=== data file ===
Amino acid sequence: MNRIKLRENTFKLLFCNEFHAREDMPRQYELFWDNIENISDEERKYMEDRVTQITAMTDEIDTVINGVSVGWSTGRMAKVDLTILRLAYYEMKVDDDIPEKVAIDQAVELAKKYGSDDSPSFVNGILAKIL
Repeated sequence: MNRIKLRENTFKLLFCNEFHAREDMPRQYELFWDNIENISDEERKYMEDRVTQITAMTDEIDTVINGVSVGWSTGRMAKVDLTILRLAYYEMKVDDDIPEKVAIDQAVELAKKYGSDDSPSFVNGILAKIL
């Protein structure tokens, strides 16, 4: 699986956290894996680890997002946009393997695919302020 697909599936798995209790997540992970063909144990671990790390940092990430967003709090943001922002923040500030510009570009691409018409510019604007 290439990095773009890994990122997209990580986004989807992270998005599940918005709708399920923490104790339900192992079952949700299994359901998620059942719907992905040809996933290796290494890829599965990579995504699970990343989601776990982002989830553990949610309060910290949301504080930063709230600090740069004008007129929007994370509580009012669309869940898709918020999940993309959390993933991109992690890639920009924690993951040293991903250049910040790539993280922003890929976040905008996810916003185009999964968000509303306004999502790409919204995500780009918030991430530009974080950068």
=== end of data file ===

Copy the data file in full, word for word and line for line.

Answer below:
Amino acid sequence: MNRIKLRENTFKLLFCNEFHAREDMPRQYELFWDNIENISDEERKYMEDRVTQITAMTDEIDTVINGVSVGWSTGRMAKVDLTILRLAYYEMKVDDDIPEKVAIDQAVELAKKYGSDDSPSFVNGILAKIL
Repeated sequence: MNRIKLRENTFKLLFCNEFHAREDMPRQYELFWDNIENISDEERKYMEDRVTQITAMTDEIDTVINGVSVGWSTGRMAKVDLTILRLAYYEMKVDDDIPEKVAIDQAVELAKKYGSDDSPSFVNGILAKIL
């Protein structure tokens, strides 16, 4: 699986956290894996680890997002946009393997695919302020 697909599936798995209790997540992970063909144990671990790390940092990430967003709090943001922002923040500030510009570009691409018409510019604007 290439990095773009890994990122997209990580986004989807992270998005599940918005709708399920923490104790339900192992079952949700299994359901998620059942719907992905040809996933290796290494890829599965990579995504699970990343989601776990982002989830553990949610309060910290949301504080930063709230600090740069004008007129929007994370509580009012669309869940898709918020999940993309959390993933991109992690890639920009924690993951040293991903250049910040790539993280922003890929976040905008996810916003185009999964968000509303306004999502790409919204995500780009918030991430530009974080950068």